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Boca Raton waterfront property/lot advice

Old 04-08-2012, 09:11 AM
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Default Boca Raton waterfront property/lot advice

I recently purchased a 1960s single story waterfront home five minutes from Lake Boca and the inlet. I bought this with the intent to demo the home and build new in the next 2 to 5 years.

The existing home is a 2/2 with 2 car garage and pool sitting on 85ft waterfront.

I'm looking at 2 options and would appreciate your experience/insight/advice.

1) Demo it now and not worry about the responsibility of a second home.

2) Rent it. The interior is in very rough shape and would need new paint and carpet/tile inside. Also in the near term would likely need a new AC and roof maintenance/repair.

Questions I have:

If I demo the house, is there a time span in which I would have to rebuild? The home is not located in an association of any type.

Property taxes will likely be $12K - $14K per year. I understand and am prepared to swallow this if I demo.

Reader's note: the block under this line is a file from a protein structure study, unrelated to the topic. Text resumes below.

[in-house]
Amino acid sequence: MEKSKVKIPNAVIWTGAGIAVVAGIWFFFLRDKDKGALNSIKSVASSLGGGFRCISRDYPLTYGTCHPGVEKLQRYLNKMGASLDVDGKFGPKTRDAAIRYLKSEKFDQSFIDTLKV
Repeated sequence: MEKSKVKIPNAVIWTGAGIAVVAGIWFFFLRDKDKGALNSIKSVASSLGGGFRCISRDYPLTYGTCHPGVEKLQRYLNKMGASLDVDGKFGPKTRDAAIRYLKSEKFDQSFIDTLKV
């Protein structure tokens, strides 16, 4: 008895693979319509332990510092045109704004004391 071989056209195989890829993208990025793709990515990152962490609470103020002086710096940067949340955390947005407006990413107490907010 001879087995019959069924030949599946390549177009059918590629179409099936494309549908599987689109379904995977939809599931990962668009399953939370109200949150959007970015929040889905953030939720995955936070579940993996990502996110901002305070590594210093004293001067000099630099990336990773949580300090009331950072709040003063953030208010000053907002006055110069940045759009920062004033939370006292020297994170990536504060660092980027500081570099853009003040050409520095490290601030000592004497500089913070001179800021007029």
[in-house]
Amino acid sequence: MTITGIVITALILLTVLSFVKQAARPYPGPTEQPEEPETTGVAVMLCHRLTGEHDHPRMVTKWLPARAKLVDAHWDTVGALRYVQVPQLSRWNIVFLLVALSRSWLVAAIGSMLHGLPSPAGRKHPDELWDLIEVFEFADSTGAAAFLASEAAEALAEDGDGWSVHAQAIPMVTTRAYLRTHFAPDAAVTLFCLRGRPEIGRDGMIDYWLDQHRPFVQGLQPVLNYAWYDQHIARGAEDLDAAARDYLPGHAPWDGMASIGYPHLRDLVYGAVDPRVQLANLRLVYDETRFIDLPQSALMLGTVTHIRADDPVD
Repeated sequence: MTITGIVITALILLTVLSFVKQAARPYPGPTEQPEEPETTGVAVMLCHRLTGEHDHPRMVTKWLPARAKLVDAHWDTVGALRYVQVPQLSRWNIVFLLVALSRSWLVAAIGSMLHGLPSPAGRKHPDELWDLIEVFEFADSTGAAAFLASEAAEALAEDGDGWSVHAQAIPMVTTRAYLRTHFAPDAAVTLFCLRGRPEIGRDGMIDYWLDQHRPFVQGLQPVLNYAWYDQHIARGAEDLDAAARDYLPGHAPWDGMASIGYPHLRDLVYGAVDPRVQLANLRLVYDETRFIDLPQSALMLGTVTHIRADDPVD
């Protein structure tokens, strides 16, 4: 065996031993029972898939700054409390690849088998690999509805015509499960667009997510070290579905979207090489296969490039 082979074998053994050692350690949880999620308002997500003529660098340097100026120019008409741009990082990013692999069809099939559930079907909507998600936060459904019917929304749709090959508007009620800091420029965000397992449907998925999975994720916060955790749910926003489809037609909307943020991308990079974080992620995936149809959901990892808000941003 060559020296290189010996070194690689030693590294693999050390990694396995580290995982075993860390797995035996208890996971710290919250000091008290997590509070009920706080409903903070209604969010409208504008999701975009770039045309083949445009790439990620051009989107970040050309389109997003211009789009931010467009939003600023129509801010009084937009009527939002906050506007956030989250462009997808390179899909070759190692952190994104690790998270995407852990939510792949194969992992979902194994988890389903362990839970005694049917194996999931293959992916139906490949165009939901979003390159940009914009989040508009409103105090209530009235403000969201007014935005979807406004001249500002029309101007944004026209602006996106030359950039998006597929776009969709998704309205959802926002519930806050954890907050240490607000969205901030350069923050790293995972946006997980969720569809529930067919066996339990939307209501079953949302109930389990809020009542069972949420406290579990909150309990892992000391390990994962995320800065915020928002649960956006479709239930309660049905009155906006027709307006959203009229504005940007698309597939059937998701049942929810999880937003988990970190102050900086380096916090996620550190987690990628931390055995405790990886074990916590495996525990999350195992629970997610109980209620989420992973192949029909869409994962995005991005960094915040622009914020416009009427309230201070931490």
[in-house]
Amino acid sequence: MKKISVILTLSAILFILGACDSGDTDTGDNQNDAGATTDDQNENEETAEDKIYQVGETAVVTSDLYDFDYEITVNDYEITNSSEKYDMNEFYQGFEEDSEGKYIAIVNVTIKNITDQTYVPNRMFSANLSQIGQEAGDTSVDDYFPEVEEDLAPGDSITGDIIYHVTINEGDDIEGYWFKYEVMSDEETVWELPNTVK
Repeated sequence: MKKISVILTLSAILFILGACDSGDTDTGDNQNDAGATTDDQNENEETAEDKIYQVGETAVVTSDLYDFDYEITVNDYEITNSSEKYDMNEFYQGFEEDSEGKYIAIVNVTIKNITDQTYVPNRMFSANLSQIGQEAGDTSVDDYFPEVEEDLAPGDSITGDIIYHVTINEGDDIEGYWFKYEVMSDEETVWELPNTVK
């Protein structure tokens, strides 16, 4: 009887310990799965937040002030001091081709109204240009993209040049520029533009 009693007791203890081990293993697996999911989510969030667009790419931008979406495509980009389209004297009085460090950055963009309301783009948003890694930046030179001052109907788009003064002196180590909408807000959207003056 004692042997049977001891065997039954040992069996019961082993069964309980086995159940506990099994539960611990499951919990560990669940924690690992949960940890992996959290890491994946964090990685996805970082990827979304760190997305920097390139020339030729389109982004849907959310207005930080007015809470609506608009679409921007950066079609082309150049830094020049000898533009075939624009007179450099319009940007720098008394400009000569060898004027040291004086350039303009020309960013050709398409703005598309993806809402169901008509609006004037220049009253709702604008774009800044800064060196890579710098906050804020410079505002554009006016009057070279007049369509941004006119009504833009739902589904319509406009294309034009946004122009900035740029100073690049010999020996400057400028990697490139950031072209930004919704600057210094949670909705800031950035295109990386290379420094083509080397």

What's the rental market out there like for a waterfront home in rough shape but awesome location? Fortunately, I'm in a position to price it accordingly.

Thanks for your input/comments.
Old 04-08-2012, 09:25 AM
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I think renting it makes the most sense considering you don't care what happens to the house. Even more if you can find someone you trust, or a friend of a friend, etc. Are you local?

I'll do some thinking if I know anybody. Sounds like a great opportunity for someone to rent a WF house cheap for a few years - give them a good deal on it, let them deal with the minor repairs etc and you handle the major stuff. You should at least be able to cover your property taxes, no sense in flushing $10k a year if you can find a tenant willing to put up some some BS in return for a good deal. (given what you described I would think $1500 +/- a few hundred a month would work out for both of you, if you could come to a solid understanding about repairs, maint, etc)

Before I bought a place on the water I would have jumped at an opportunity like that, only peep you would have heard out of me is if the AC blew up or the roof started leaking...

You might also find someone in the same situation as you but 3 years further along, who needs a place to stay while their house is being redone...

Last edited by Flot; 04-08-2012 at 09:44 AM.
Old 04-08-2012, 09:31 AM
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If you tear it down CAN you replace it?
Old 04-08-2012, 09:34 AM
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Originally Posted by billinstuart View Post
If you tear it down CAN you replace it?